Flchen1, I know a married couple, who shall be unnamed, who called their "parts" George and Gertrude. I have no idea where those handles came from but it was nice code for leaving a party and going home for some alone couple time.

jo robertson said...

Hey, Donna, I want that Little Book of Filth! Where'd you get it?

OMG, Cassondra, funny you should mention the movie ET because I've had a running argument with my children about that line. I always thought he said "peanuts breath," but the kids say "p*nis breath."

So, damn! I hate to be wrong.

jo robertson said...

I agree, Cassondra. I think the meter of a word or phrase and the consonants versus vowels make them lyrical or dissonant to our ears. V**gina and p*nis are definitely not pleasant sounding which is probably one of the reasons writers turn to purple prose.

jo robertson said...

Okay, Nancy, it could be lack of sleep (I'm still on east coast time and there're grittiness in my eyes and cotton in my brain), but what's the e-word?

Is that a dumb question?

jo robertson said...

Oh, Sarah, I am so with you on that. "Bush" sounds like an out-of-control, over-grown tropical place. Ewwww!

I hate the female c-word, but not the male, probably because the former seems to denigrate women.

BTW, I don't like names that relegate women to body parts either.

Helen said...

Congrats on the GR Amy
Great post Jo
you had me laughing I have read so many books that I can't remember all the names that they have been called but they fit in with the written context.
As for children I don't recall any specific names that we have called them but has everyone noticed that as soon as you change a boys nappy his hands are there straight away but girls don't do that it must be a male thing.
Have Fun

limecello said...

I don't mind purple prose but for some body parts... yes it is too much for me. I'll lean back in disbelief, reread it, and think "yup - that's actually what is written there."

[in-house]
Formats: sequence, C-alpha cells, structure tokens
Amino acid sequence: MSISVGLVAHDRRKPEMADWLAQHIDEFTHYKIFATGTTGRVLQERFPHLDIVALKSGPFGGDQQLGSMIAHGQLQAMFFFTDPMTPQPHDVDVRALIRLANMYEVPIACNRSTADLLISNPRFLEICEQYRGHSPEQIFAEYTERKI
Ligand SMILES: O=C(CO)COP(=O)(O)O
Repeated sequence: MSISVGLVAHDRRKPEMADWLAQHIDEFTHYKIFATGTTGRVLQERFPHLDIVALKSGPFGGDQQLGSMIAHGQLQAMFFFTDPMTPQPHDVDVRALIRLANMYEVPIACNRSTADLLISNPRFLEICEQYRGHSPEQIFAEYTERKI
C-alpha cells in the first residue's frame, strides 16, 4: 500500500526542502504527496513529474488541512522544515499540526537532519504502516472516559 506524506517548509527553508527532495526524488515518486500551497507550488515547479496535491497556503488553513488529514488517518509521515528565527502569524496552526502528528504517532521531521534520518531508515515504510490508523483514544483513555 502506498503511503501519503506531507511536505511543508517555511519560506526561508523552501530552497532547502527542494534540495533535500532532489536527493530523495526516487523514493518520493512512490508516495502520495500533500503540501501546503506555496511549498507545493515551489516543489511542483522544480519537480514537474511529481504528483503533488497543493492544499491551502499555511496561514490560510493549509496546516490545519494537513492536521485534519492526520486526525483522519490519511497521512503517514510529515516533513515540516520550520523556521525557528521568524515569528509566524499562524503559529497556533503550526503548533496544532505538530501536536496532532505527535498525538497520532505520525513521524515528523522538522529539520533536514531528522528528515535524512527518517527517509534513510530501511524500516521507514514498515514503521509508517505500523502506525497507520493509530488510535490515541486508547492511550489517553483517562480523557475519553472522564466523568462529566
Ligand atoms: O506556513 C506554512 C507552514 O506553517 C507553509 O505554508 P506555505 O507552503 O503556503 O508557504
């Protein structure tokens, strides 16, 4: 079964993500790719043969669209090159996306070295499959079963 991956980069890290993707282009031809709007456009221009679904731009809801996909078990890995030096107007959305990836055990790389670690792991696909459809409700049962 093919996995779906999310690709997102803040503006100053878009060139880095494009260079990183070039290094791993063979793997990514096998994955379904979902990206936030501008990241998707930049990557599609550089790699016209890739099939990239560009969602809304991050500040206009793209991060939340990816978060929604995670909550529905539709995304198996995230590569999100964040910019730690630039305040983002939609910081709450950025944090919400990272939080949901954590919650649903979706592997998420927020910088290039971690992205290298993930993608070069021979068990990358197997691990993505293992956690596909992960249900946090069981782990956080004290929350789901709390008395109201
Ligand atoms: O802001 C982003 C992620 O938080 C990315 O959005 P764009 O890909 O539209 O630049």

A term for penis floating around out there that isn't PP but I don't like is "prick." I've never heard a guy use that term in his life [when referring to his or anyone else's anatomy] - and I've always [and pretty much only] associated that word with "an obnoxious or contemptible person."

jo robertson said...

Helen, I just love the word "nappy"! And yes, the little guys know right where to go, and I think that habit stays with them a long, long time LOL.

Limecello, I totally forgot about that "P" word, probably because it's more associated with a jerk than a body part. Dick is another one. My daughter's FIL makes people call him Richard because he hates the association.

Anna Campbell said...

Hey, Amy, good on you with the chook! What's your secret?

Jo, great post! Actually I love a lot of euphemisms, they're so colorful - and I don't just mean in terms of his purple-helmeted rod of lurve either!

Terri, am I being dense here, but why Hawaiian Islands? Because it's south? I mean, I get the map of Tasmania, but Hawaii? Or is it something to do with a grass skirt? Hmm, better stop there, I think!

Amy Andrews said...

Never fear, the GR is sober again this morning even if his crow is a little wonky.

Okay so why is knickers a word you'd rather your child not know? Or did you mean she didn't want her child to know the "n" word?
We say knickers here all the time. In fact I prefer it to panties. Panties to me seems to be something a peadophile would say. I had a copy editor change one of my knickers to panties once - I think my ed knows my preferences in that department now *g*

I'm with you Jo - what is the "e" word. Racking my brains to work out that one.